<i>By John K. Abimanyi</i>

Not more than a month ago, the price for a sack of charcoal had shot to the heights of Shs80,000, creating a hitherto unfathomable situation where it was more affordable for families to buy gas than charcoal. The price has since started falling, now averaging between Shs50,000 and Shs60,000, depending on which parts of the city you buy it.

But as the price was at Shs80,000 per sack in Kampala, charcoal makers back in the forests were selling the same at an average price of Shs30,000 per bag to traders, who then delivered the charcoal into town. That would leave a Shs50,000 gap into which all kinds of middlemen and profit-seeking traders would eat into.

This year’s unprecedented rise in charcoal prices is as a result of an unfortunate combination of natural forces, heavy rains and lengthy dry seasons, an increase in costs of production, and, a subtle but highly influential hand of profiteering businessmen.

The search for the leading source of charcoal consumed in Kampala and its neighbourhood led to the jungles of Luweero-Triangle, to Kyankwanzi in Kiboga district and Nakaseke district. But it is Ngoma town, in the northern parts of Nakaseke, bordering Masindi district, which most traders interviewed pointed out as the biggest supplier of charcoal. There, a representative of the charcoal makers, told of how this year’s rains plus the timely increase in fuel prices, forced charcoal makers to hike their prices.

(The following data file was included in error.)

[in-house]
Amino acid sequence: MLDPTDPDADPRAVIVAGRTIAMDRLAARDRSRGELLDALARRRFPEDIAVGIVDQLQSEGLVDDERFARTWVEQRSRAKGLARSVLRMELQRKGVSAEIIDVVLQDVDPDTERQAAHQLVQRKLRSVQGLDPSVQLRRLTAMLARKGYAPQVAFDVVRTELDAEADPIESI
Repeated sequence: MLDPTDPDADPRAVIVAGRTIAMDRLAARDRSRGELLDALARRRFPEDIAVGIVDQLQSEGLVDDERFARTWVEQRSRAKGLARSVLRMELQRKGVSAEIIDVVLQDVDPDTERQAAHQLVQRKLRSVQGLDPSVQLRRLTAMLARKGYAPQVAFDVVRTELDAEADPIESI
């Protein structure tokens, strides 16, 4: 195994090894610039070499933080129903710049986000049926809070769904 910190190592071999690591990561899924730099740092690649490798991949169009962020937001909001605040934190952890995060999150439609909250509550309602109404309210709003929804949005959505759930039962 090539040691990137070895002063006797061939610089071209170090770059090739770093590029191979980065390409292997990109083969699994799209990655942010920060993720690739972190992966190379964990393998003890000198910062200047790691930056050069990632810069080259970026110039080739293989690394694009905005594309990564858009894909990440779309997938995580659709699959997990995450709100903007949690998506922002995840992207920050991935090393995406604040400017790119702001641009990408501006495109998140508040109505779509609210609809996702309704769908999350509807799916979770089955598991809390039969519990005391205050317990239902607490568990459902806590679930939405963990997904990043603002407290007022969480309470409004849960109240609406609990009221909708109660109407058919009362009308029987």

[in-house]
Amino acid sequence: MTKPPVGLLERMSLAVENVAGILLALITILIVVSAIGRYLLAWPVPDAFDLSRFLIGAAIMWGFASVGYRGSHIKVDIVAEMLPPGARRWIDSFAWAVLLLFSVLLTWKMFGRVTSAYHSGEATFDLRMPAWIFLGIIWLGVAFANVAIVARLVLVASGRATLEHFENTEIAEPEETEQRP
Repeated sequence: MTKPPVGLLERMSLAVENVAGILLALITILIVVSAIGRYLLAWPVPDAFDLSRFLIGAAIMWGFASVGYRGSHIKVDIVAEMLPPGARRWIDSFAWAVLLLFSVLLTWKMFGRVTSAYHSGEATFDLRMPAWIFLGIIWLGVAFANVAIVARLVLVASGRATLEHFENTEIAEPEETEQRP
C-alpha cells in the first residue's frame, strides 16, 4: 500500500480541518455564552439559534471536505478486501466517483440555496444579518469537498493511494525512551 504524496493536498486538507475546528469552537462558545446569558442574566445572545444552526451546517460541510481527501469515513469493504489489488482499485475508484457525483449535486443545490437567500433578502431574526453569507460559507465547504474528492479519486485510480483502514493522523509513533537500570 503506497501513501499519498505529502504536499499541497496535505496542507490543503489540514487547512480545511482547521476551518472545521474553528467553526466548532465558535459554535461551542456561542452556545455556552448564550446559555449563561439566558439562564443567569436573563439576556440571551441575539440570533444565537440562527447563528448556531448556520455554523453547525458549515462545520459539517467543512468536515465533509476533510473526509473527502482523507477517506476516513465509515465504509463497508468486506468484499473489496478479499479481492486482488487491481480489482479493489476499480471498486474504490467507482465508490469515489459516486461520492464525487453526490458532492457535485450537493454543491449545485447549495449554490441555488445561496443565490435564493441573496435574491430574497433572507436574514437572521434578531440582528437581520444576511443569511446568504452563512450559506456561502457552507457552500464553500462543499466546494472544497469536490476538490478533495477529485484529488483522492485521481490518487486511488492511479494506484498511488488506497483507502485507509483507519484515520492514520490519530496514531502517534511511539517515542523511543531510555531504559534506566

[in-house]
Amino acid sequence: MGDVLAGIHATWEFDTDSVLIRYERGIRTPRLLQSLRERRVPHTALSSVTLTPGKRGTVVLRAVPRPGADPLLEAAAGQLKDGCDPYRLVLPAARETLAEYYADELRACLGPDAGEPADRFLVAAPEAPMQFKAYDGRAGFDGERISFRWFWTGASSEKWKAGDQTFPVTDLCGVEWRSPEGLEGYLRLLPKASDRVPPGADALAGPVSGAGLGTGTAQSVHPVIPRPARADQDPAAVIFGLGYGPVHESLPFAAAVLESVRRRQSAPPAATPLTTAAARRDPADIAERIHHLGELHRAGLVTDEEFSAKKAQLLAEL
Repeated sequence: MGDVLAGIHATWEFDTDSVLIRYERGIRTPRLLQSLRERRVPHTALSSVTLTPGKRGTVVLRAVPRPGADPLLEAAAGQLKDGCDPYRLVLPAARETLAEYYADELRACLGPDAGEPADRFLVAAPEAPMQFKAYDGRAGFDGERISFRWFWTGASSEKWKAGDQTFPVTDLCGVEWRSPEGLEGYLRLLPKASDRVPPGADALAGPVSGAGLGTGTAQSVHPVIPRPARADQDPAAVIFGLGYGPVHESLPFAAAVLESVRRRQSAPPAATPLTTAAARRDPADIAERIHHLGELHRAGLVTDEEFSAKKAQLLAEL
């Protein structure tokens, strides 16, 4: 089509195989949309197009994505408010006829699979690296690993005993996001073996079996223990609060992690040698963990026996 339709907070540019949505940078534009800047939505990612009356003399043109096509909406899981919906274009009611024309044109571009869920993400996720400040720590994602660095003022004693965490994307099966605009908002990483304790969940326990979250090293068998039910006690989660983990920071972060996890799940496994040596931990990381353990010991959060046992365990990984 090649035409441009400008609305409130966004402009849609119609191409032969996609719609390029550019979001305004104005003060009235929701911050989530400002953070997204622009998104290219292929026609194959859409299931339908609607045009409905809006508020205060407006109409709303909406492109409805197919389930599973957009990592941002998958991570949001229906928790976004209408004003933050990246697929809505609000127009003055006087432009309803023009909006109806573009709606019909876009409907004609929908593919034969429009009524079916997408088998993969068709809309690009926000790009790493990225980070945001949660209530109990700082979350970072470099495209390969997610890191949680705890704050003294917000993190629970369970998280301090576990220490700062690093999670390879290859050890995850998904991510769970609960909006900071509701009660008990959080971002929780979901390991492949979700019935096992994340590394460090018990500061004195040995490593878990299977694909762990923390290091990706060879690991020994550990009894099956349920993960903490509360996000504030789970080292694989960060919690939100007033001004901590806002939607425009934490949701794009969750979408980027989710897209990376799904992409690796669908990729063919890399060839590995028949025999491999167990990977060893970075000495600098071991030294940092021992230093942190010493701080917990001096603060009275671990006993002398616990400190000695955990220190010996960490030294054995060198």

“The biggest problem that has caused charcoal to become very expensive is that charcoal is seasonal,” says Mr George William Kataate, the head of charcoal makers in Ngoma town. “When it rains, trucks have nowhere to pass. The roads are completely spoiled and become impassable. People with trucks, who had brought them to collect charcoal, find them trapped in the mud. Those people find themselves having to send for mechanics to come and repair their trucks. All those are extra costs, which the traders had not planned for but which they face and have to recover because they are doing business,” Mr Kataate adds.

The road network in Ngoma, save for the main murrum highway, which leads on to Masindi, and, the one that heads to Kiboga, is at the mercy of the rains, with entire breadths of the road cut off either by water, or made barely navigable by slippery or thick mud conditions.

“A time came when trucks were caught here, spoiled in the bad roads, and none was going back to Kampala. Those in Kampala could not come because they feared the bad roads. As a result, there was scarcity of charcoal in Kampala. The few that had charcoal took the opportunity to hike the prices for the charcoal,” Mr Kataate explains.

He says this situation hit a peak sometime around August going on to September. However, the high prices for charcoal were biting in Kampala way before August. The charcoal maker says that although extreme rainy conditions are bad for charcoal traders, extremely hot conditions, the kind that were prevalent before August, are also bad for charcoal makers because they harden the soil and complicate the act of cutting soil to create a kiln.

Mr KataaProfiteeringte says that in normal conditions, and before the prices went berserk, charcoal makers sold the charcoal at Shs12,000 per bag. But by September this year, that price had risen to Shs30,000.